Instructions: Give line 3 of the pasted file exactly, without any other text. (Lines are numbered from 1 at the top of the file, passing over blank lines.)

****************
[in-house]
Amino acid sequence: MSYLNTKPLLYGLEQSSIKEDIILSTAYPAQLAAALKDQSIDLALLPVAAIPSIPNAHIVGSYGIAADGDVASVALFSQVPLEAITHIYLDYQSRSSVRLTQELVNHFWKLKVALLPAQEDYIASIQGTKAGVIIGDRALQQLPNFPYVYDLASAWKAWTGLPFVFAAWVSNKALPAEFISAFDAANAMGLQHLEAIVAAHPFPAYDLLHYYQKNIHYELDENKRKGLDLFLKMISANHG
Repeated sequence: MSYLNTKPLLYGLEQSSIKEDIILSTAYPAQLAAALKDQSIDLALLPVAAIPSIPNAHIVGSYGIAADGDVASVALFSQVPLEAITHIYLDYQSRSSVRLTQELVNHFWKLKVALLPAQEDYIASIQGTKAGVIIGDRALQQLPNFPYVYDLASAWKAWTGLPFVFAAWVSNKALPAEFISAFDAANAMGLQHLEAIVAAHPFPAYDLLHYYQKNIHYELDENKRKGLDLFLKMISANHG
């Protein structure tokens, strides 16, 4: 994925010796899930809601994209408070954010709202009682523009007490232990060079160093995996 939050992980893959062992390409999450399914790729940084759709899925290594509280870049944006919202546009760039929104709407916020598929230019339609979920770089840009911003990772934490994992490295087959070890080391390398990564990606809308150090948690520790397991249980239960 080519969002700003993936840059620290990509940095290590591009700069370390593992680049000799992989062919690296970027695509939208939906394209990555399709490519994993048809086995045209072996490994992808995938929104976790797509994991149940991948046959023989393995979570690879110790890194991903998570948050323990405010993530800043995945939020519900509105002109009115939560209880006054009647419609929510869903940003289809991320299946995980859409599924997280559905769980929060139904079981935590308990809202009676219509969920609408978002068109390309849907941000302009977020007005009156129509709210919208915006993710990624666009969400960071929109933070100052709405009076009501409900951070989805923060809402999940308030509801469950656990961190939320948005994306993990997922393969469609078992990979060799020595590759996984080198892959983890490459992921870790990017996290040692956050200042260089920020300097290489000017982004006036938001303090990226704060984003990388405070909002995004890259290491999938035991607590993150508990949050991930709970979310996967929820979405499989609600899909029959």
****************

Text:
Repeated sequence: MSYLNTKPLLYGLEQSSIKEDIILSTAYPAQLAAALKDQSIDLALLPVAAIPSIPNAHIVGSYGIAADGDVASVALFSQVPLEAITHIYLDYQSRSSVRLTQELVNHFWKLKVALLPAQEDYIASIQGTKAGVIIGDRALQQLPNFPYVYDLASAWKAWTGLPFVFAAWVSNKALPAEFISAFDAANAMGLQHLEAIVAAHPFPAYDLLHYYQKNIHYELDENKRKGLDLFLKMISANHG